Marine Spatial Planning in the Context of the Convention on Biological Diversity

Area-based planning and management processes have been important environmental and resources management tools for many decades. They provide effective frameworks to consider environmental, social, cultural, institutional, and economic variables within a common bio-geographic context – bringing what are at times competing interests together to form a common management vision. Marine spatial planning represents an important step to improving collaboration amongst multiple users of the marine environment towards a shared vision and outcomes. Understanding successes and challenges in marine spatial planning and scaling up these experiences to large marine areas and trans-boundary regions are therefore essential to effective achievement of the Aichi targets on marine and coastal biodiversity. As such, the Conference of the Parties to the Convention on Biological Diversity, in its tenth meeting, requested the Executive Secretary to compile and synthesize available information in collaboration with Parties, other Governments and relevant organizations on their experiences and use of marine spatial planning, in particular on ecological, economic, social, cultural and other principles used to guide such planning and the use of areabased management tools. In response to this request, the Scientific and Technical Advisory Panel of the Global Environment Facility prepared this publication in collaboration with the Secretariat of the Convention on Biological Diversity. Publication Date: October 2012 Authors: Tundi Agardy, Patrick Christie and Eugene Nixon DOWNLOAD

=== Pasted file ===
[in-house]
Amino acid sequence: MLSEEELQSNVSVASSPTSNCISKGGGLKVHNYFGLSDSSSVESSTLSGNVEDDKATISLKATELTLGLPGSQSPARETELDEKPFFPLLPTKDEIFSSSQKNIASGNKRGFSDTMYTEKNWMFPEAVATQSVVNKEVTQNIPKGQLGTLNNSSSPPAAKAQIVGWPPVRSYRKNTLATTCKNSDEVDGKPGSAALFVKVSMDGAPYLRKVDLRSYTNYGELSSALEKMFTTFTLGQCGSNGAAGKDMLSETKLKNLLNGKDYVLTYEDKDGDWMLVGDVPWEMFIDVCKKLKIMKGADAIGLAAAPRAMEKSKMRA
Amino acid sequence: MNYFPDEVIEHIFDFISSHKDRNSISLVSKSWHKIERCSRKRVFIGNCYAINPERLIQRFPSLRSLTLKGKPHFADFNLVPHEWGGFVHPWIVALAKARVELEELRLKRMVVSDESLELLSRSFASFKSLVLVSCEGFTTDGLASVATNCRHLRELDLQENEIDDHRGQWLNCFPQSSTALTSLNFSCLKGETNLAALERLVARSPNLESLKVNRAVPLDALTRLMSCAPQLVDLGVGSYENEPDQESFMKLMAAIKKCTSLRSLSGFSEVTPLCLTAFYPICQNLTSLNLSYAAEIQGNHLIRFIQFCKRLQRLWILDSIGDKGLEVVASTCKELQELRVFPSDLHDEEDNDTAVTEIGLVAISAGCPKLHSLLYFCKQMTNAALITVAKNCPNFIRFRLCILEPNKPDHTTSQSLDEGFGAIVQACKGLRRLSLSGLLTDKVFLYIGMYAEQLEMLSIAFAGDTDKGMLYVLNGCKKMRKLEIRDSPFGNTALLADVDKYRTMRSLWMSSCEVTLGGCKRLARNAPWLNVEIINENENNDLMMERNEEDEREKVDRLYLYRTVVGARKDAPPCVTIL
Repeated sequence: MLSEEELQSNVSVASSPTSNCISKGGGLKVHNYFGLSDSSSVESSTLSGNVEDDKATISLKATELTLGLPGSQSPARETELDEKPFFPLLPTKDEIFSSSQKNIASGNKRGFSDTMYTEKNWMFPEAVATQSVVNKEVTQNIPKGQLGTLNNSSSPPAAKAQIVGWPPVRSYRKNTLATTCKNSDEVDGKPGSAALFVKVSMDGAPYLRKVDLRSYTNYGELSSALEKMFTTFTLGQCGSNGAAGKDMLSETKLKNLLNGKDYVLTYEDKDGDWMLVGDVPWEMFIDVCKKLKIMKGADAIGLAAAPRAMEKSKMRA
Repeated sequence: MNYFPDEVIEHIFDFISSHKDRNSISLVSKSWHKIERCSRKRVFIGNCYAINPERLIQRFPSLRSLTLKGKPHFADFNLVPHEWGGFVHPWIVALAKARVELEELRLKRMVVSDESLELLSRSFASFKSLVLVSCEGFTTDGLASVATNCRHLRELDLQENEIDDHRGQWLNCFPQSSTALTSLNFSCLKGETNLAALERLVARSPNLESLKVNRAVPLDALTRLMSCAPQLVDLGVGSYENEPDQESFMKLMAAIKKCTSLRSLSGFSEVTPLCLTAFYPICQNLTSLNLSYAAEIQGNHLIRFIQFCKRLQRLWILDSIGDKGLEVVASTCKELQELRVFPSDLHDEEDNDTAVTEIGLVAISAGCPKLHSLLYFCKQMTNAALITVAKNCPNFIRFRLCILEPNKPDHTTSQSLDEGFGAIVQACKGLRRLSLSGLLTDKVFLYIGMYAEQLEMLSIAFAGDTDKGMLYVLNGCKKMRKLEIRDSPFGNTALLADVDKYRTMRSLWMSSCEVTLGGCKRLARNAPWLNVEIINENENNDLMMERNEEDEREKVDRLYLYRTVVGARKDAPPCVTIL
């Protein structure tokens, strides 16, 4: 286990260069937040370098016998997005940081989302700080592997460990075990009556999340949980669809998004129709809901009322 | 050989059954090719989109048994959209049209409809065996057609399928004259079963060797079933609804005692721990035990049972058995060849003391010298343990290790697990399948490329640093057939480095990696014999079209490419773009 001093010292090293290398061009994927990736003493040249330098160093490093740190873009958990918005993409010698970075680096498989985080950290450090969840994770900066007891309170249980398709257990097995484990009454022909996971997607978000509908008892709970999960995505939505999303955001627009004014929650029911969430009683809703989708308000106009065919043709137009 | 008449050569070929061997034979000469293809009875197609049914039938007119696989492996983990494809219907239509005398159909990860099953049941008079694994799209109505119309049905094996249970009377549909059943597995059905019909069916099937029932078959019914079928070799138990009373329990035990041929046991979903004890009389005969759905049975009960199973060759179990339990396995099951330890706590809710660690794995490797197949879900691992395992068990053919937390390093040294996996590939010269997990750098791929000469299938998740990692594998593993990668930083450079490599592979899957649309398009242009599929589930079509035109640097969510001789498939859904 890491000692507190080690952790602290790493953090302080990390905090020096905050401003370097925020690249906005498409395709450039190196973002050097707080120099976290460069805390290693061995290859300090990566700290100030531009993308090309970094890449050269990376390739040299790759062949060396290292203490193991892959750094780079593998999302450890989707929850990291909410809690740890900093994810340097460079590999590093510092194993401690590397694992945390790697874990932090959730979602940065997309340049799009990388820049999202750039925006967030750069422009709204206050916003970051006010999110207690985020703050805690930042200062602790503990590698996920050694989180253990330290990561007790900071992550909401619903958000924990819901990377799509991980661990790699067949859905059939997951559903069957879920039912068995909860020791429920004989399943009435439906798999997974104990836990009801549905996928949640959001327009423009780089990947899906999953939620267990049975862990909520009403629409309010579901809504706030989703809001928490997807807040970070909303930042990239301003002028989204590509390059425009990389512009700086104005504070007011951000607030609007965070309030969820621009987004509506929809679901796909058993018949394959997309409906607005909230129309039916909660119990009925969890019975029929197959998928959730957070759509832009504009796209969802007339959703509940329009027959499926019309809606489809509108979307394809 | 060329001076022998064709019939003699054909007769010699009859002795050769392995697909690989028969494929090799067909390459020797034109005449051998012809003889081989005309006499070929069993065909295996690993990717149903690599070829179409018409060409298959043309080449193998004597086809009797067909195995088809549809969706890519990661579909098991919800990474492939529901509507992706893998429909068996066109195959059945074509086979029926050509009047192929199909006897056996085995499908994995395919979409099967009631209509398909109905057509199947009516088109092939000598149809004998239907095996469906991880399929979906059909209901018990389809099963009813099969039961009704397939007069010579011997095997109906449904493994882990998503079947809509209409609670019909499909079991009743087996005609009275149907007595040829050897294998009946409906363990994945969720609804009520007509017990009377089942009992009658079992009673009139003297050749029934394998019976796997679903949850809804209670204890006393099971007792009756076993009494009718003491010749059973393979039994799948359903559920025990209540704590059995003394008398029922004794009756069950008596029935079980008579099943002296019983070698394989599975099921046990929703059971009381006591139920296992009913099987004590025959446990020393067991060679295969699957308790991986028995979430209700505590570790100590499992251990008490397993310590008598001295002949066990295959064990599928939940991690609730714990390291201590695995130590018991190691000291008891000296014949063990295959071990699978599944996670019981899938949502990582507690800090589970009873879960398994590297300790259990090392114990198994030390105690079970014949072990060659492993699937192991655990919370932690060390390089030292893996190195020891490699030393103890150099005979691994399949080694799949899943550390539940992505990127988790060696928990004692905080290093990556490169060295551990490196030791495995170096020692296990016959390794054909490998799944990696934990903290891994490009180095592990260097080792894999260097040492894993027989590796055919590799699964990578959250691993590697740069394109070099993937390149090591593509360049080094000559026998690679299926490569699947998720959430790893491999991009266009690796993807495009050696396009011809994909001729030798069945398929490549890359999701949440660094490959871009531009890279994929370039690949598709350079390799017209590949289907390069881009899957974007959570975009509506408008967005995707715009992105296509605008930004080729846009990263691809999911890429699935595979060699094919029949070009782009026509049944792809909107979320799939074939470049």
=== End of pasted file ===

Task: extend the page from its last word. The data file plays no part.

October, 2012
Tundi Agardy, Patrick Christie and Eugene Nixon